MINNEAPOLIS -- The Twins announced Friday that veteran broadcaster Bob Kurtz will take over as their public address announcer for the 2005 season.

Kurtz, the play-by-play voice of the NHL's Minnesota Wild on WCCO, replaces Bob Casey, who died Sunday after a battle with liver cancer and pneumonia. Casey was the only PA announcer in the club's history, and handled more than 3,000 games at Metropolitan Stadium and the Metrodome since 1961.

The club said Kurtz's role would be an interim one. He will handle all 2005 home games while a permanent replacement for Casey will be sought for 2006 and beyond.

"I'm honored and humbled that the Twins considered me for these responsibilities this season," Kurtz said. "Whoever said 'everyone's replaceable' surely never met Bob Casey. I'm certainly not going into this season trying to replace him in any way, shape, or form, because Bob Casey will never be replaced. I'm just going to try and do my best until someone else is on board."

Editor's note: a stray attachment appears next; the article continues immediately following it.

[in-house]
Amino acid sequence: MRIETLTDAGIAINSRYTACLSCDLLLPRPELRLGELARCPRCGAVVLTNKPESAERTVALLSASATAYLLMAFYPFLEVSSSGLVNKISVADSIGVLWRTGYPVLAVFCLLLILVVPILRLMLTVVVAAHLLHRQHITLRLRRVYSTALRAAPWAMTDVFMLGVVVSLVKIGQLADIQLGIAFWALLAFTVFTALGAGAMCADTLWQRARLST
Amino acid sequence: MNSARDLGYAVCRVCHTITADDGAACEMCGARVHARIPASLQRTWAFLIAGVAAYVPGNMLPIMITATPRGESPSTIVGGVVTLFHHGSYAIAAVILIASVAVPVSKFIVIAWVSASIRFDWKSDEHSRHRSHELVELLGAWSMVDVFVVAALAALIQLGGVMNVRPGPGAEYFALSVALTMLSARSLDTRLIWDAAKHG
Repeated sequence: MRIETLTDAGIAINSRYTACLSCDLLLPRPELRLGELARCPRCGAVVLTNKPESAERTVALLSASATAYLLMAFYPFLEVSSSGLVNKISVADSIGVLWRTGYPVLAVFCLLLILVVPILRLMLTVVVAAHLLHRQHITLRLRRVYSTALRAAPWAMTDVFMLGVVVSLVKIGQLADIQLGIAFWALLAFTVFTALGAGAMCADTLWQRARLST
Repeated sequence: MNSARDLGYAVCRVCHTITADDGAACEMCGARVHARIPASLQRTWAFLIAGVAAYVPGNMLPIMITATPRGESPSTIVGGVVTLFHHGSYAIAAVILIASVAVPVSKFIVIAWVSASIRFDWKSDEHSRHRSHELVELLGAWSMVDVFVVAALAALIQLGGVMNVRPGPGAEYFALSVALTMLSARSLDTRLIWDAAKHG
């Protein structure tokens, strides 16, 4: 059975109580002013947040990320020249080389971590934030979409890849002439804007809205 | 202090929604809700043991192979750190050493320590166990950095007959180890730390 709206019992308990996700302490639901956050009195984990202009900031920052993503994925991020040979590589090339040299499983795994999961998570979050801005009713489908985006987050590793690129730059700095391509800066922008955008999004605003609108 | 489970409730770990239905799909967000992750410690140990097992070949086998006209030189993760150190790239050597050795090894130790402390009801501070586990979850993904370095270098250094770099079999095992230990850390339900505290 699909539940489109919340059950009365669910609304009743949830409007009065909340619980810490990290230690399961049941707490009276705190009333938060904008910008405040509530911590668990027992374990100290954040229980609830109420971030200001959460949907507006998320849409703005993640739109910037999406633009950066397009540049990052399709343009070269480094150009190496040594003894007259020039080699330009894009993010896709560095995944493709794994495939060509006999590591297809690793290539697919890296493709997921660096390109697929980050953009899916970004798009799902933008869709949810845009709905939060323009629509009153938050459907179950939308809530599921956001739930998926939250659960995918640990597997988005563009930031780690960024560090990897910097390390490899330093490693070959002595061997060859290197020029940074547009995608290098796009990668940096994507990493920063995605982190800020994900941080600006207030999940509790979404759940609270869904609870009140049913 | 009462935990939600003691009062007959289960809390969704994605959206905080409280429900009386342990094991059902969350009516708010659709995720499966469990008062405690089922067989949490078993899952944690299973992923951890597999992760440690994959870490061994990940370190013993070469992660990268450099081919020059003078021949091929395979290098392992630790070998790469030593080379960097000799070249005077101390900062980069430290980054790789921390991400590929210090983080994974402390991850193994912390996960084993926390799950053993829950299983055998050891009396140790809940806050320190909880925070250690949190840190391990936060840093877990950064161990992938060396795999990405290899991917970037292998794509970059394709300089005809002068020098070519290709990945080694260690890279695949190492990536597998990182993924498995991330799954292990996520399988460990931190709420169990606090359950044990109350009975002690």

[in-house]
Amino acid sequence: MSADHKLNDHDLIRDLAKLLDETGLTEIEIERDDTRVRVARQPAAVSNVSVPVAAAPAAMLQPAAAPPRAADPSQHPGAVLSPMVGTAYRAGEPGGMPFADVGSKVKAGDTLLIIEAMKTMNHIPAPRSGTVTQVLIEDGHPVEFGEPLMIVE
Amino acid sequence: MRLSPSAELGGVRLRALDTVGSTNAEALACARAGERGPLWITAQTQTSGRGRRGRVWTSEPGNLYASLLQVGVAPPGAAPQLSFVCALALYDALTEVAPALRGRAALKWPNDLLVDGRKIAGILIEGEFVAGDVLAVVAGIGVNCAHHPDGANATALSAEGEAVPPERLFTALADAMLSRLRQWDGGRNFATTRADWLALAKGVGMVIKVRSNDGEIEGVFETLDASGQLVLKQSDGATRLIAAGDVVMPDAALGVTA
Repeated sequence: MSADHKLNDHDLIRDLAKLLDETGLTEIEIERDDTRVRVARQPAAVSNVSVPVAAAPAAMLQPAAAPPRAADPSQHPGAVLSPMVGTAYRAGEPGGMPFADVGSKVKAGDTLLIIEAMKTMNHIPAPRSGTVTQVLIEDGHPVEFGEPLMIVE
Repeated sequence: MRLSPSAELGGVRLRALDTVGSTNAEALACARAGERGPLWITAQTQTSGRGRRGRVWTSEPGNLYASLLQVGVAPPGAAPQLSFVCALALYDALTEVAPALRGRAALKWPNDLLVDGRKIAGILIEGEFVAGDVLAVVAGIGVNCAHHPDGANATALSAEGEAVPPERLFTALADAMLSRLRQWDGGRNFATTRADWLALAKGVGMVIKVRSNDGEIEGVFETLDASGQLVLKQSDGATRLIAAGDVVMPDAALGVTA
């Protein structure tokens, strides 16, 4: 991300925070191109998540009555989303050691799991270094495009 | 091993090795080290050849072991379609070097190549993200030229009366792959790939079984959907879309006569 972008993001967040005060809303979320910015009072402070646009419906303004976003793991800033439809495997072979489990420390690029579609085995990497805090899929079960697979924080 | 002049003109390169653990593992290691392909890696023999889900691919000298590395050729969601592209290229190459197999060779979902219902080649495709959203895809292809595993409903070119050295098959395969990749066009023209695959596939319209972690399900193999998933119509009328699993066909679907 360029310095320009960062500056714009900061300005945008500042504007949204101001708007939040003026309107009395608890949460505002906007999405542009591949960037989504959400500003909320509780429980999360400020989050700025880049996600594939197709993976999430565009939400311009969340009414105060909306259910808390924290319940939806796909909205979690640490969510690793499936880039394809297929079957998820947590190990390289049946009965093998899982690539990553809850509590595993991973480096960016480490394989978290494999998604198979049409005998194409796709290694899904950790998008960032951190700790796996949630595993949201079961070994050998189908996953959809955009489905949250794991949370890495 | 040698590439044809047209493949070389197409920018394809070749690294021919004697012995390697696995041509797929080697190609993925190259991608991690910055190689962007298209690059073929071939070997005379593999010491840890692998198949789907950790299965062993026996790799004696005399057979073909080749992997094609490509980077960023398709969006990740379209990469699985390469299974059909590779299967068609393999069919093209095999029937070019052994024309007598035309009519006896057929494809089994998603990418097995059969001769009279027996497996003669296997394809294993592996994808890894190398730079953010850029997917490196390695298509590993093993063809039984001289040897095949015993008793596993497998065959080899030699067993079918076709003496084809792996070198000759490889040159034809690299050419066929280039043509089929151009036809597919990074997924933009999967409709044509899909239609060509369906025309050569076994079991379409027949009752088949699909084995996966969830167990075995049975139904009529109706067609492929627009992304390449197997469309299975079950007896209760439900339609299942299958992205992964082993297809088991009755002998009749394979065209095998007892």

A longtime member of the sports broadcasting community, Kurtz has been with the Wild since 2000 and spent 11 years before that working for New England Sports Network. He also performed Twins television play-by-play duties from 1979-86 and for the old North Stars from 1979-88.

"Despite heavy hearts over the passing of the legendary Bob Casey, the Minnesota Twins organization must move forward in finalizing preparations for the 2005 season," Twins president Dave St. Peter said in a statement. "As we dedicate the 2005 season to Bob Casey, the Twins and the Casey family are thrilled Bob Kurtz accepted the invitation to serve as the team's interim public address announcer. His broadcast work -- both locally and nationally -- made him a logical choice to serve that role during the coming season."

Kurtz won't assume his duties until April 9, the Twins' second home game. The April 8 home opener vs. the White Sox will be an all-game tribute to Casey. There will be a tribute on the field before the games and members of the Casey family will share PA duties.

"As special as Opening Day was for Bob Casey, we are certain he'd find great joy in knowing the public address responsibilities were being handled by his loved ones," St. Peter said.